- Block all malicious categories like malware, phishing, botnets, and so on.
- Allow only approved pre-defined categories like Financial Services, AWS Cloud Services etc.
- Allow only approved customer-defined categories: My Payment Processors, My Third-Party Vendors
Why does it matter?
Without domain and URL filtering, the only way to stop an attacker inside your network is to add each known good IP to an access control list (ACL). But this is not practical as the IP addresses of commonly used services and sites are substantial and dynamic. Caching at the edge makes this even more challenging, as that can result in an explosion of IPs.
Both these controls are also required by most security compliance standards and guidelines, such as PCI DSS and SOC2 Type2. For example, PCI Requirement 1.2.1 states, “Restrict inbound and outbound traffic to that which is necessary for the cardholder data environment, and specifically deny all other traffic.”
This really stops an attacker or malicious insider from…
- Connecting to their command and control (C2) for persisting an attack inside your network
- Exfiltrating data to a site that they control
What’s special about URL filtering
While domain-based filtering will ensure that known malicious ones are blocked, it’s often a challenge to use common public services that can potentially host malicious actors. For example, you may be using the following services, but they could also be used by the attackers. So domain-based filtering provides a good baseline, URL filtering is a necessity to prevent malicious actions.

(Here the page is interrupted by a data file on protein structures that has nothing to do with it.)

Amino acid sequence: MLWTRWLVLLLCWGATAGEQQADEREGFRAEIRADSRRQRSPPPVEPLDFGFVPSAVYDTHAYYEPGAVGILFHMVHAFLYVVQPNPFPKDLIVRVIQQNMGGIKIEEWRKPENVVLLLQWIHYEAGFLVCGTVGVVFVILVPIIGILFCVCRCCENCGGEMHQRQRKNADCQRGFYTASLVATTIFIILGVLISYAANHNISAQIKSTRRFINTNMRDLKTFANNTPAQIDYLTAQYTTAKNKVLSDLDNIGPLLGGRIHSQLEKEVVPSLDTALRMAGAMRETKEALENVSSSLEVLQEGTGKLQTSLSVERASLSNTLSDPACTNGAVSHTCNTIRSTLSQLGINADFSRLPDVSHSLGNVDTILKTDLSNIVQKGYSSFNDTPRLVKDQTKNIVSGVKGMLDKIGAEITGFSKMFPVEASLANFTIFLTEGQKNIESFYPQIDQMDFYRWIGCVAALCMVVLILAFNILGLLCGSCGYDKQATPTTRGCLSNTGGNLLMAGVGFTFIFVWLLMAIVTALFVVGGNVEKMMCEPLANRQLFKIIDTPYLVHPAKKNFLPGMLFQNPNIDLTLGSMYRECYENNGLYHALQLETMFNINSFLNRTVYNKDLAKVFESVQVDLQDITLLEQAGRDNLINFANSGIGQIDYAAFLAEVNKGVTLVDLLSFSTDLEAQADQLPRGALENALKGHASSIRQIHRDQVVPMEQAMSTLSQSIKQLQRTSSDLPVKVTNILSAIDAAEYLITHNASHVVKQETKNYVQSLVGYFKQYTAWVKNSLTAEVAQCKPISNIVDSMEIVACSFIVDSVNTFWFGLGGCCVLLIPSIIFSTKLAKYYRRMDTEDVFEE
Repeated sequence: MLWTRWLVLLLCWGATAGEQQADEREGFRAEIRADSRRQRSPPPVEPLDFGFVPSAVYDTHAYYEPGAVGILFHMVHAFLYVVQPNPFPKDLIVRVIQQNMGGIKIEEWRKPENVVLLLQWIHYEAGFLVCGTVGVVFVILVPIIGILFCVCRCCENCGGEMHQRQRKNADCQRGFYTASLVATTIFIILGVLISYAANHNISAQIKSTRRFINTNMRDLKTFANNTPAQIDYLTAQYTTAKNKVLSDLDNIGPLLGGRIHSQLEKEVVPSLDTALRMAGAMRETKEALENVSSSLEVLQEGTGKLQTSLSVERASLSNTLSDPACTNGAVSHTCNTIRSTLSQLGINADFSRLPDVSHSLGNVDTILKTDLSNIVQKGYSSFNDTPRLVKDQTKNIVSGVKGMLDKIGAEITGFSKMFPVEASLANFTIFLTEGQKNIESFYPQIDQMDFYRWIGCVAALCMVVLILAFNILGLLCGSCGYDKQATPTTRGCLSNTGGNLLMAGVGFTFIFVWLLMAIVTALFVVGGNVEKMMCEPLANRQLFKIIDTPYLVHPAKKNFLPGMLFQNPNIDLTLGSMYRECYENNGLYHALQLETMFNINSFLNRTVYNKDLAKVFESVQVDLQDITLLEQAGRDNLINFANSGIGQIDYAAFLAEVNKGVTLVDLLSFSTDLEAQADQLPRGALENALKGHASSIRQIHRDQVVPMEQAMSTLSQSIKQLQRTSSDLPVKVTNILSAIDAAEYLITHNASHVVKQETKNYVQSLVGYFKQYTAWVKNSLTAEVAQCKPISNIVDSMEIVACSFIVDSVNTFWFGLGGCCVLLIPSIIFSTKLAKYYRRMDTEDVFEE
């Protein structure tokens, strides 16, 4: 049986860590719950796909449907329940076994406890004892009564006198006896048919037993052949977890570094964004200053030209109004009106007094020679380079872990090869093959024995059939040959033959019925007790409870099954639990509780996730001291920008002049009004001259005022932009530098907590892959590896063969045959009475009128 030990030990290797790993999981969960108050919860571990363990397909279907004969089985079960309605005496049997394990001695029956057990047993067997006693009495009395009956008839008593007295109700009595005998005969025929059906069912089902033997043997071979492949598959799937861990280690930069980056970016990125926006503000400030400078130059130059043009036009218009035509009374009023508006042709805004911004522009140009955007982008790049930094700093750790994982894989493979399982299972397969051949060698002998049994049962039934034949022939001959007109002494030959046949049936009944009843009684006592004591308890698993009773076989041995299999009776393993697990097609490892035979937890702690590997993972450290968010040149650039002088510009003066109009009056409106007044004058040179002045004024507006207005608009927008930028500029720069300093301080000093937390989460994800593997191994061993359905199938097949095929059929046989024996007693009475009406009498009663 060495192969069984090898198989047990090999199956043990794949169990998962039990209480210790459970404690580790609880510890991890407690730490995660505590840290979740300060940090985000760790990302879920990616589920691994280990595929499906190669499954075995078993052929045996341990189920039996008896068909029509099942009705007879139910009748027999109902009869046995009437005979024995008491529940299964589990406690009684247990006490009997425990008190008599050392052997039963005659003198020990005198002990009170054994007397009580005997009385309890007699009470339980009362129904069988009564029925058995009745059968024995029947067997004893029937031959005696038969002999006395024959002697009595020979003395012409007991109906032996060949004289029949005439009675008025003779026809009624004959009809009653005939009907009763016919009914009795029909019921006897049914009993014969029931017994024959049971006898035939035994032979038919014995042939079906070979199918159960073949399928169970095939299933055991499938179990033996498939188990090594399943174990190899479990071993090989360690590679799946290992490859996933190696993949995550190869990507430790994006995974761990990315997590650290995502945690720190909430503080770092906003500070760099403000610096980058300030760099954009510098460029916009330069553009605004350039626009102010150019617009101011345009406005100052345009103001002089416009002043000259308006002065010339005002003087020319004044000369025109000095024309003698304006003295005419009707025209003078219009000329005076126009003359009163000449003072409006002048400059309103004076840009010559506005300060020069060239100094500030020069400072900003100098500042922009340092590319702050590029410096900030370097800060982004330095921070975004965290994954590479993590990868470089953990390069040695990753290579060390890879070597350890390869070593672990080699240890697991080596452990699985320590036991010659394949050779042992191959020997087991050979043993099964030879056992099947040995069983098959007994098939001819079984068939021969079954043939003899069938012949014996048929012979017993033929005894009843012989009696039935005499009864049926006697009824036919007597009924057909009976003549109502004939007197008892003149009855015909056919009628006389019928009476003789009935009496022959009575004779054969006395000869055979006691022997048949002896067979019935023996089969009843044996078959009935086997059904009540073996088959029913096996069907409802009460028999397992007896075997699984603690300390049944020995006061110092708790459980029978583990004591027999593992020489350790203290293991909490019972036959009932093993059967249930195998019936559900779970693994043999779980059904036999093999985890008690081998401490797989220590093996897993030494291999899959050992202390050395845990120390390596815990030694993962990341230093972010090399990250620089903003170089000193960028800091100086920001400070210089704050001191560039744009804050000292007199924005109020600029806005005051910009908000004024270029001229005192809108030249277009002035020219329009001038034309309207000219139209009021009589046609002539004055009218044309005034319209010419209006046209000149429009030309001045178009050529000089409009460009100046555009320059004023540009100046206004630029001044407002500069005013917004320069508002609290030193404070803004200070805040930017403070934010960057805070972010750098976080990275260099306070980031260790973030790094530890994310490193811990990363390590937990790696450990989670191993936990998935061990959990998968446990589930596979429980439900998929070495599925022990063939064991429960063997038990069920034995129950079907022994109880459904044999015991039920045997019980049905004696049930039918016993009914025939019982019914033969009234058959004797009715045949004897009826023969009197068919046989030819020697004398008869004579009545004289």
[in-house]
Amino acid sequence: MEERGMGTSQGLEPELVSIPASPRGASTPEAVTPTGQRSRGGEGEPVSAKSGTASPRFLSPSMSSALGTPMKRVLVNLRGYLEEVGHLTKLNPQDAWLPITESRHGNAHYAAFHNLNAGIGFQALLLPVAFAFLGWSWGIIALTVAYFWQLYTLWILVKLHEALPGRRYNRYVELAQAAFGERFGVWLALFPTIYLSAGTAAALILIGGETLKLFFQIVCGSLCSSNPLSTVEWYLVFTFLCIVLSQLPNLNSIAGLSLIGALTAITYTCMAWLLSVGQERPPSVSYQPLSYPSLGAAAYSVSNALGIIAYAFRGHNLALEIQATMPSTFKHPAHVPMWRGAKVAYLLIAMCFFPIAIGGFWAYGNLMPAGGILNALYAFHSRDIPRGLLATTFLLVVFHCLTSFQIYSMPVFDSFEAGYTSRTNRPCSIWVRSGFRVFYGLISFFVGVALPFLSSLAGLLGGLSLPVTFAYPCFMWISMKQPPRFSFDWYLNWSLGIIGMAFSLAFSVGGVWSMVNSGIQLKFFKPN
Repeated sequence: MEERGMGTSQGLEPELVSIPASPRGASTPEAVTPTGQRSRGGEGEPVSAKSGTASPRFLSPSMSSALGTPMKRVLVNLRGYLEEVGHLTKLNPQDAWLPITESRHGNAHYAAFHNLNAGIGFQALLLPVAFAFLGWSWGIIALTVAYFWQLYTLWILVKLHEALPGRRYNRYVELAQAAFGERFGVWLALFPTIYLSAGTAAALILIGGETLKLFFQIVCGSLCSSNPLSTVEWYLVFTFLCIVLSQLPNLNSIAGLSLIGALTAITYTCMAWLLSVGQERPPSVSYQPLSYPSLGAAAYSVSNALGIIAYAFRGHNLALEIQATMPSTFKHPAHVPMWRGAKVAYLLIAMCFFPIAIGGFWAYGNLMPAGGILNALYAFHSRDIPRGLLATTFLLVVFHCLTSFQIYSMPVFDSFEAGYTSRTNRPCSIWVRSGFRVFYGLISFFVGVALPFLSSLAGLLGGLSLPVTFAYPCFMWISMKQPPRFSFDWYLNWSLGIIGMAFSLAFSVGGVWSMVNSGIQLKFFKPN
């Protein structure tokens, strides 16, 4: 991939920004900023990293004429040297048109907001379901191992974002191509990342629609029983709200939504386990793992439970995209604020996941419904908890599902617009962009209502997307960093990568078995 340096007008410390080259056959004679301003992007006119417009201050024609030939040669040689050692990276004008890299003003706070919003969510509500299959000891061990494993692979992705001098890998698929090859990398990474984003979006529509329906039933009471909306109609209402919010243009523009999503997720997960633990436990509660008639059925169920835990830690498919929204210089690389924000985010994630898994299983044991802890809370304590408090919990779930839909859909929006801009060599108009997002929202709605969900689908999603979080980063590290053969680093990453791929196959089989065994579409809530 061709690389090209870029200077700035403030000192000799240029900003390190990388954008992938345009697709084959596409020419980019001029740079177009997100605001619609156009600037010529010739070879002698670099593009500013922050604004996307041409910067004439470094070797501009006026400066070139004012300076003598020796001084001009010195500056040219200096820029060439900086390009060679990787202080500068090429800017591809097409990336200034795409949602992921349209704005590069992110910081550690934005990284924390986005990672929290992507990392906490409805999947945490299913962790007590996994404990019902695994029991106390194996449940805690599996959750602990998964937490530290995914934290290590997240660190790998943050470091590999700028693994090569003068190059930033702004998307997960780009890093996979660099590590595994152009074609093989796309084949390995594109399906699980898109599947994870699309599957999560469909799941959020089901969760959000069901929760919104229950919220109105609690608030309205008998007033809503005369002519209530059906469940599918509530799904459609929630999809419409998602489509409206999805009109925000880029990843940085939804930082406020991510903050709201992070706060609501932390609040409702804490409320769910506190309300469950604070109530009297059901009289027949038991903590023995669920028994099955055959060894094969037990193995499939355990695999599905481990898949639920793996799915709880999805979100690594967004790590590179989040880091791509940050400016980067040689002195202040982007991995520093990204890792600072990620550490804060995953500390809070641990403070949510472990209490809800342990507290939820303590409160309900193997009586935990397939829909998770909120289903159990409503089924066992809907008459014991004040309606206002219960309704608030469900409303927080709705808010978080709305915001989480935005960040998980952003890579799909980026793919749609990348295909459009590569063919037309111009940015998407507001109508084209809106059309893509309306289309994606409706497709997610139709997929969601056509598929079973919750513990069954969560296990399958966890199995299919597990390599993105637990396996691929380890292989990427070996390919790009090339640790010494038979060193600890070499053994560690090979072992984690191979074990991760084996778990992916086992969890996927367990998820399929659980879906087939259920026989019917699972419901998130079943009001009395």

|GCP API Gateway||myAPI-GW.us-west-2.gateway.dev||badGuyAPI-GW.us-east-2.gateway.dev|
The key point from this… Imagine an attacker able to set up a legitimate-looking GitHub repository to exfiltrate data. Given the likelihood that you already have many legitimate GitHub connections, this activity would go completely undetected.
Why is URL Filtering so important? It’s the last line of defense in the case of a reasonably sophisticated attacker who manages to bypass other defenses. How do you implement URL Filtering? That’s where security inside your cloud networks comes in. More on that in the next part of this series.
What are the essential requirements for your URL and domain filtering controls?
- Support for custom lists and categories of domains and URLs
- Built-in categories for real-time lookup of 100s of millions of domains and 10s of billions of URLs, both good and bad ones
- Support for TLS decryption at high performance and low latency to perform URL filtering without hindering your applications
- Ability to apply domain and URL filtering based on the workload’s identity, i.e. using its cloud-assigned tags: web, backend, database, pci, prod, test, staging, business-team, app-type
- Adaptability to specific network, data, and/or app requirements.
- And finally, the ability to deploy the infrastructure to do all of this in minutes, not hours, and route all of the network traffic to the appropriate point of inspection.